Attending the Detroit Auto Show? Here's Some Free Weed

Ronnie Schreiber
by Ronnie Schreiber
attending the detroit auto show here s some free weed

The big North American International Auto Show represents hundreds of millions of dollars of economic activity. There are displays needed to be built, attractive product specialists to be hired, and Jumbotron screens to be rented. More than 5,000 media members from around the world are credentialed for the show. In the two days of the media preview, busy video and audio production teams work behind the scenes at the press conferences and caterers prepare food for the ravenous auto journos. Besides what goes on inside Cobo Hall, there is also spin-off business from those visiting journalists and others from out of town working the show needed lodging, food and entertainment.

Now a Detroit medical marijuana dispensary, The Clinic on Detroit’s famed Eight Mile Road, is trying to get a portion of that economic activity (and some free publicity too, I’m guessing) by running a special offer for people working at the show.

For the week of January 10-16, if you come to The Clinic and present your NAIAS credentials and a valid Michigan Medical Marihuana card, you’ll get a free gram of cannabis with any donation.

While I’m sure that some of my friends and colleagues in the media will seize this opportunity, the offer is good for all NAIAS credentials, including the tradesmen and women putting up the show and other support staff, product specialists, and people working for the car companies.

If the NAIAS issued you something to hang from your neck that allows you on the floor of Cobo, you qualify for the free weed.

In case you’re visiting the Detroit auto show from outside of Michigan and you’re hoping that a friend with a medical cannabis card will hook you up, journalistic integrity compels me to tell you that the law in Michigan does not allow medical marijuana patients to transfer their medicine to other people. Journalistic integrity also compels me to tell you that judging by the fact that you can see cars full of people waiting near dispensaries, that part of the law is widely ignored.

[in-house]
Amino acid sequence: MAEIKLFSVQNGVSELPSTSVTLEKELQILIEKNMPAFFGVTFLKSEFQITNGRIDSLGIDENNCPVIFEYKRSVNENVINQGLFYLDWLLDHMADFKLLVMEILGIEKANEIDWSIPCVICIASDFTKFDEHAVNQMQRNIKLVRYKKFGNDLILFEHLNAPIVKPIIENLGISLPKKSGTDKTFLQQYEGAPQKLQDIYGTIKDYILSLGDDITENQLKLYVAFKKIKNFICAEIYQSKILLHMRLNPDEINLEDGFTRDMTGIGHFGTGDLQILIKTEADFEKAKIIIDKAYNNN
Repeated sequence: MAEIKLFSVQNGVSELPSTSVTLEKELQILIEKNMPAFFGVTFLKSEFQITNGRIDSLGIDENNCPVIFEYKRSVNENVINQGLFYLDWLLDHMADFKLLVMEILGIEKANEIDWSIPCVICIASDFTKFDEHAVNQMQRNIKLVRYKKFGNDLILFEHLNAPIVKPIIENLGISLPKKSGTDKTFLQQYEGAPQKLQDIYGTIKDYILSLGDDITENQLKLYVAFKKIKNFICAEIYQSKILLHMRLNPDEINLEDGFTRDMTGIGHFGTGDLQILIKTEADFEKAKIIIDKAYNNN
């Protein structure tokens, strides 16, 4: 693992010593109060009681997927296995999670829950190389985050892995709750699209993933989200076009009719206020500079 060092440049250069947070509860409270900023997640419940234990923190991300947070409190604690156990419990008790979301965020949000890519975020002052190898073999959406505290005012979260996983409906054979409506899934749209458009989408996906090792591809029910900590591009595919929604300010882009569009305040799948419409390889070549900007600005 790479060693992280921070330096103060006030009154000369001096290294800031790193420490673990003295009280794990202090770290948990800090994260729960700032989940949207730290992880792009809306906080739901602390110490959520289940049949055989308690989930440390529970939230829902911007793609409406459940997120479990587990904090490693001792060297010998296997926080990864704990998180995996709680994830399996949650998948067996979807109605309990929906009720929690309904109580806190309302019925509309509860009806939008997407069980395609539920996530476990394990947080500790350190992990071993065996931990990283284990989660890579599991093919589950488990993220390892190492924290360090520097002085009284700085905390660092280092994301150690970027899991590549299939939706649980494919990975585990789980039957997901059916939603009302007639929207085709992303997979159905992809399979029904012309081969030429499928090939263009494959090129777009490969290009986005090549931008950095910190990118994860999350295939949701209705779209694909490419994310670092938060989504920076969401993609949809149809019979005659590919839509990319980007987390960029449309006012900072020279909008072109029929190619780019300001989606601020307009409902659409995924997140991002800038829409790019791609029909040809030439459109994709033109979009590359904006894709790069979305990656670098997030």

Note: Photos used for illustration purposes only. No views implied or endorsed by the author.

Ronnie Schreiber edits Cars In Depth, a realistic perspective on cars & car culture and the original 3D car site. If you found this post worthwhile, you can get a parallax view at Cars In Depth. If the 3D thing freaks you out, don’t worry, all the photo and video players in use at the site have mono options. Thanks for reading – RJS

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6 of 31 comments
  • Jeff S Jeff S on Jan 08, 2016

    If Ford's hemp idea caught on then our country would really be going to pot. This car would have been eco-friendly because once the car is no longer serviceable then you can smoke it. Ford had a better idea.

  • Xeranar Xeranar on Jan 09, 2016